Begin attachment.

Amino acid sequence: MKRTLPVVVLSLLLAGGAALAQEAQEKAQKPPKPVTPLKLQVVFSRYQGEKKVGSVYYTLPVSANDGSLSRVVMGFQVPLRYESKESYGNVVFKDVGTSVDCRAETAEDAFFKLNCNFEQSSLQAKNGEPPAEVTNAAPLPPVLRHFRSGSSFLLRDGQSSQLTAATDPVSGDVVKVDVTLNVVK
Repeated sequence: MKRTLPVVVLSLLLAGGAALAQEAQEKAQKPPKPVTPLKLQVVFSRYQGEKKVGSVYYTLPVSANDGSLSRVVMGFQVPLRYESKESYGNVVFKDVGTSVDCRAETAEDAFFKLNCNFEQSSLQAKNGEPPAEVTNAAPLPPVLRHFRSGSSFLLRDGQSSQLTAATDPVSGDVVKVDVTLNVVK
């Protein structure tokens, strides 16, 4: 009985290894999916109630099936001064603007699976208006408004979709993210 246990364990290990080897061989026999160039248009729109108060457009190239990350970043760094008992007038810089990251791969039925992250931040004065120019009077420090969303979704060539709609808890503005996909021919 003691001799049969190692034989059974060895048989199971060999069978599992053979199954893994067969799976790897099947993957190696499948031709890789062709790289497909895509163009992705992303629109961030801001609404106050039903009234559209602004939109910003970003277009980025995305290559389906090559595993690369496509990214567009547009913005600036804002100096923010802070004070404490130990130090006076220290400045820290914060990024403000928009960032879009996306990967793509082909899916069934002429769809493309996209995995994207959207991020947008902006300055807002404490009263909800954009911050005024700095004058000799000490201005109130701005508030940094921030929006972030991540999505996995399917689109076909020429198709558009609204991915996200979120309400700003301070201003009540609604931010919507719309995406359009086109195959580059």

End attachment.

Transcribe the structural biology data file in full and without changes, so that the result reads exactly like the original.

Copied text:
Amino acid sequence: MKRTLPVVVLSLLLAGGAALAQEAQEKAQKPPKPVTPLKLQVVFSRYQGEKKVGSVYYTLPVSANDGSLSRVVMGFQVPLRYESKESYGNVVFKDVGTSVDCRAETAEDAFFKLNCNFEQSSLQAKNGEPPAEVTNAAPLPPVLRHFRSGSSFLLRDGQSSQLTAATDPVSGDVVKVDVTLNVVK
Repeated sequence: MKRTLPVVVLSLLLAGGAALAQEAQEKAQKPPKPVTPLKLQVVFSRYQGEKKVGSVYYTLPVSANDGSLSRVVMGFQVPLRYESKESYGNVVFKDVGTSVDCRAETAEDAFFKLNCNFEQSSLQAKNGEPPAEVTNAAPLPPVLRHFRSGSSFLLRDGQSSQLTAATDPVSGDVVKVDVTLNVVK
């Protein structure tokens, strides 16, 4: 009985290894999916109630099936001064603007699976208006408004979709993210 246990364990290990080897061989026999160039248009729109108060457009190239990350970043760094008992007038810089990251791969039925992250931040004065120019009077420090969303979704060539709609808890503005996909021919 003691001799049969190692034989059974060895048989199971060999069978599992053979199954893994067969799976790897099947993957190696499948031709890789062709790289497909895509163009992705992303629109961030801001609404106050039903009234559209602004939109910003970003277009980025995305290559389906090559595993690369496509990214567009547009913005600036804002100096923010802070004070404490130990130090006076220290400045820290914060990024403000928009960032879009996306990967793509082909899916069934002429769809493309996209995995994207959207991020947008902006300055807002404490009263909800954009911050005024700095004058000799000490201005109130701005508030940094921030929006972030991540999505996995399917689109076909020429198709558009609204991915996200979120309400700003301070201003009540609604931010919507719309995406359009086109195959580059």